Updates on specific topics

Atrial fibrillation: prevention of thromboembolic events:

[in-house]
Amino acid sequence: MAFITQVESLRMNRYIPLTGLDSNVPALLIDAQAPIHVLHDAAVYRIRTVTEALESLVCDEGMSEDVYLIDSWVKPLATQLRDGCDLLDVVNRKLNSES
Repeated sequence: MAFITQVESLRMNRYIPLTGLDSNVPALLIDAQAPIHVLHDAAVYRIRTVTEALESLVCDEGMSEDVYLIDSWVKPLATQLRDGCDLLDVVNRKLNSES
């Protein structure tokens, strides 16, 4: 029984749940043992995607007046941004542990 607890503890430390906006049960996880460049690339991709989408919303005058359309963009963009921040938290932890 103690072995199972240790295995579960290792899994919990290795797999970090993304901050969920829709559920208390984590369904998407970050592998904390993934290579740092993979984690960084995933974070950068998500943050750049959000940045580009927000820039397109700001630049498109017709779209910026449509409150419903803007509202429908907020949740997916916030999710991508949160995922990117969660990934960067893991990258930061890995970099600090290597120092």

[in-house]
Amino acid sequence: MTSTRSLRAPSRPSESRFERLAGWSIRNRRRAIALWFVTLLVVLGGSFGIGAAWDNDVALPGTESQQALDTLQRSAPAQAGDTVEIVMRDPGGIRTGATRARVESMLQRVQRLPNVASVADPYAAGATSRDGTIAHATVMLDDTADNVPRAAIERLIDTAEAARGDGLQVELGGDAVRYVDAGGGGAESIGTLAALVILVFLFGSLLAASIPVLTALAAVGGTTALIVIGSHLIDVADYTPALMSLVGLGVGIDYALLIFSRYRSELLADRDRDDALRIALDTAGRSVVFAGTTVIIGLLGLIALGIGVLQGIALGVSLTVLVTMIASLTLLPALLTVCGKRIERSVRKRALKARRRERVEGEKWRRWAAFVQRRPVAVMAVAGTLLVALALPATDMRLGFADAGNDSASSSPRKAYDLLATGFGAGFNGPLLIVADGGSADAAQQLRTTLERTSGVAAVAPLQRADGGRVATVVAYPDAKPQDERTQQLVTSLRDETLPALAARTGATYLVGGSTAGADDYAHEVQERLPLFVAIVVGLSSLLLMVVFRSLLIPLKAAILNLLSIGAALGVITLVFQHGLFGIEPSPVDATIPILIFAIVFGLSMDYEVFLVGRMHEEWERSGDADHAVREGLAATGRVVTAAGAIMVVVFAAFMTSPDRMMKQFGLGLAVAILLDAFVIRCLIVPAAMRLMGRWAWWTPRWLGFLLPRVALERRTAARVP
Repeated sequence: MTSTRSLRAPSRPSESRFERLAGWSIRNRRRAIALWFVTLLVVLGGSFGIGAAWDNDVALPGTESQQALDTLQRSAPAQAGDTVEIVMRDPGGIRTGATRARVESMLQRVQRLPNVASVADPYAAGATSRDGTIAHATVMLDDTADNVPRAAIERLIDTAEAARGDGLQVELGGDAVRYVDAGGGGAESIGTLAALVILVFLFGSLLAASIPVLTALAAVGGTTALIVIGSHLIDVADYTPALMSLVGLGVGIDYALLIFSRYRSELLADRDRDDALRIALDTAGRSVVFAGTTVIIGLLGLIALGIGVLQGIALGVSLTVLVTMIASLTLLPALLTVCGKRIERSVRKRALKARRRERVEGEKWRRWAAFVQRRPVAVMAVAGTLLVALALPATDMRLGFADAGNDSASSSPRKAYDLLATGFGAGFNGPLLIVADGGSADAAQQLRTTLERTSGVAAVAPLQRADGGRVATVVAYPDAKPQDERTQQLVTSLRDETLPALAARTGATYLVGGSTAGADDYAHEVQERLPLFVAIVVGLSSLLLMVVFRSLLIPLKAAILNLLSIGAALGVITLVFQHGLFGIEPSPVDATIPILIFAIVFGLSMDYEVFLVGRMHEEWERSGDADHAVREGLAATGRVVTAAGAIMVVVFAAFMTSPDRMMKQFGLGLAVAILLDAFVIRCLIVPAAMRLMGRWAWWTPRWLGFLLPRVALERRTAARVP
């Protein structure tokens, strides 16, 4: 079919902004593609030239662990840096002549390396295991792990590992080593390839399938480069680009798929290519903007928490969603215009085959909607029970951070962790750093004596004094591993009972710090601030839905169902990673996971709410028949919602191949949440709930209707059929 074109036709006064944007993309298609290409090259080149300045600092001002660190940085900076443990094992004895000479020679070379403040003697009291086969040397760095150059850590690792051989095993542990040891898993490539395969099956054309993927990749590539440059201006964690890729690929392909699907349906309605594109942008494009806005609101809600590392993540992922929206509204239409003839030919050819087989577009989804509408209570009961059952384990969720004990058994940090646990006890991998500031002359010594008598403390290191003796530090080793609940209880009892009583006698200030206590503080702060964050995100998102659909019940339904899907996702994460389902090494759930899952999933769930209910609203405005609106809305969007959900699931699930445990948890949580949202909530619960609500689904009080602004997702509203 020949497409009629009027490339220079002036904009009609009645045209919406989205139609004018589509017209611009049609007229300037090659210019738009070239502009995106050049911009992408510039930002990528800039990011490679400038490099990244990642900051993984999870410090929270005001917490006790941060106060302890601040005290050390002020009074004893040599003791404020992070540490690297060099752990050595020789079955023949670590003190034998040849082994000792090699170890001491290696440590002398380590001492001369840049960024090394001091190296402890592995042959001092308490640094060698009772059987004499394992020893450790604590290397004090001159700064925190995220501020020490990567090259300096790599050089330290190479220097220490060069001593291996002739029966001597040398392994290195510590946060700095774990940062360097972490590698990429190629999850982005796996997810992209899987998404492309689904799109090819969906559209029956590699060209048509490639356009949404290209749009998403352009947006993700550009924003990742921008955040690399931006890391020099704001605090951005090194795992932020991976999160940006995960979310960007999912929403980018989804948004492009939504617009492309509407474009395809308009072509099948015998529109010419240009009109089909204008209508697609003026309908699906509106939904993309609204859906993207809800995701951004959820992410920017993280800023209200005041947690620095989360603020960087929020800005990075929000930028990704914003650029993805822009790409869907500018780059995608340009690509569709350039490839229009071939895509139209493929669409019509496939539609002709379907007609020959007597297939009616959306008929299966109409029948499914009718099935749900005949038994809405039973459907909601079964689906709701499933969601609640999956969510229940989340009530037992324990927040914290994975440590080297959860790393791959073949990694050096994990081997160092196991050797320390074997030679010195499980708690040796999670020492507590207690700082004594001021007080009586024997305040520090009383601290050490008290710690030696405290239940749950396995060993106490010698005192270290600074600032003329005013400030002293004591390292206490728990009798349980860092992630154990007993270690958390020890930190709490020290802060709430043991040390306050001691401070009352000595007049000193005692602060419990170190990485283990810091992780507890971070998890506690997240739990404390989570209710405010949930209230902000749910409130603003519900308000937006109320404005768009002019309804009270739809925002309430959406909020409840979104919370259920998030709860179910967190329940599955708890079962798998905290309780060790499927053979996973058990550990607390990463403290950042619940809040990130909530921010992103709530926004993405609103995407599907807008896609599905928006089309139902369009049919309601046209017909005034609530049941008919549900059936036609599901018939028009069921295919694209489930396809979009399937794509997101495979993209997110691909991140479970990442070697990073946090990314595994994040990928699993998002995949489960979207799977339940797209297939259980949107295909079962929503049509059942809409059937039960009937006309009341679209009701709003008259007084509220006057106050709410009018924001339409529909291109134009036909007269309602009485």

Perhaps the most widely discussed topic at the conference was the role of the newer oral anticoagulants, in particular dabigatran. While the decision of the National Institute for Health and Clinical Excellence (NICE) on the use of dabigatran in AF is not expected until the end of the year, experts debated in several forums the advantages and limitations of the newer anticoagulants vis-à-vis warfarin. One such interesting and entertaining session was a ‘Dragons Den’ style pitch in front of two ‘connoisseurs’ in the field of AF: Professor AJ Camm and Dr D Jenkinson, chaired by well-known TV/radio broadcaster Sue Lawley OBE. While these drugs are undoubtedly promising with some advantages over warfarin, the lack of long-term follow-up beyond 2-3 years, concerns over the absence of an antidote to reverse its effects in the event of life-threatening bleeds, contraindication in patients with eGFR <30 ml/min and cost are some of the limitations. There is also emerging data from post-hoc analyses of clinical trials that the superiority of these newer drugs over warfarin may be limited to those patients on warfarin with time in therapeutic range of <60%. Finally data from the GRASP-AF survey of primary care in the UK shows that warfarin prescription for AF is still inadequate and under-utilised in eligible patients (in line with the rest of the world) and we need to overcome challenges in identifying patients and initiating appropriate anticoagulation for AF in both primary and secondary care settings.